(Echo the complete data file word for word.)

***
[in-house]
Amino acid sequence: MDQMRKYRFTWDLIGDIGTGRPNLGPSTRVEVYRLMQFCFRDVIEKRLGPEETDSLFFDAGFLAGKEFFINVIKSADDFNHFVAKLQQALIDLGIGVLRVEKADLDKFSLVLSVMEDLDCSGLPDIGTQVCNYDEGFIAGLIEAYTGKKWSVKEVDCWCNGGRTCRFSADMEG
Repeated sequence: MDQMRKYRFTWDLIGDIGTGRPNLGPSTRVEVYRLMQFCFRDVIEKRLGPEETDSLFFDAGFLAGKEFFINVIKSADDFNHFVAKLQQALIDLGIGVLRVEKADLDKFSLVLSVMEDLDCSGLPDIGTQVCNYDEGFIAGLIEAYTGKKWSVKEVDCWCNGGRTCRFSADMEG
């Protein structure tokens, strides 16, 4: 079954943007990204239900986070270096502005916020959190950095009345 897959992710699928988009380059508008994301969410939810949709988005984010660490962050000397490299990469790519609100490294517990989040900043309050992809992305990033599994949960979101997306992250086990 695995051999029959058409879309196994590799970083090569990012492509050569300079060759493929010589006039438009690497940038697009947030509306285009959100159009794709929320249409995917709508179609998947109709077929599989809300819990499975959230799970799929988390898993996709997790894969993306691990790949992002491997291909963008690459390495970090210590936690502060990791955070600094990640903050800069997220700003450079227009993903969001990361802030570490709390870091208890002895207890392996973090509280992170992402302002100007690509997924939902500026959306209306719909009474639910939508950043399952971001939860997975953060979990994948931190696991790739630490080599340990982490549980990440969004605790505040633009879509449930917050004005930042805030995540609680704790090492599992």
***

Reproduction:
[in-house]
Amino acid sequence: MDQMRKYRFTWDLIGDIGTGRPNLGPSTRVEVYRLMQFCFRDVIEKRLGPEETDSLFFDAGFLAGKEFFINVIKSADDFNHFVAKLQQALIDLGIGVLRVEKADLDKFSLVLSVMEDLDCSGLPDIGTQVCNYDEGFIAGLIEAYTGKKWSVKEVDCWCNGGRTCRFSADMEG
Repeated sequence: MDQMRKYRFTWDLIGDIGTGRPNLGPSTRVEVYRLMQFCFRDVIEKRLGPEETDSLFFDAGFLAGKEFFINVIKSADDFNHFVAKLQQALIDLGIGVLRVEKADLDKFSLVLSVMEDLDCSGLPDIGTQVCNYDEGFIAGLIEAYTGKKWSVKEVDCWCNGGRTCRFSADMEG
């Protein structure tokens, strides 16, 4: 079954943007990204239900986070270096502005916020959190950095009345 897959992710699928988009380059508008994301969410939810949709988005984010660490962050000397490299990469790519609100490294517990989040900043309050992809992305990033599994949960979101997306992250086990 695995051999029959058409879309196994590799970083090569990012492509050569300079060759493929010589006039438009690497940038697009947030509306285009959100159009794709929320249409995917709508179609998947109709077929599989809300819990499975959230799970799929988390898993996709997790894969993306691990790949992002491997291909963008690459390495970090210590936690502060990791955070600094990640903050800069997220700003450079227009993903969001990361802030570490709390870091208890002895207890392996973090509280992170992402302002100007690509997924939902500026959306209306719909009474639910939508950043399952971001939860997975953060979990994948931190696991790739630490080599340990982490549980990440969004605790505040633009879509449930917050004005930042805030995540609680704790090492599992």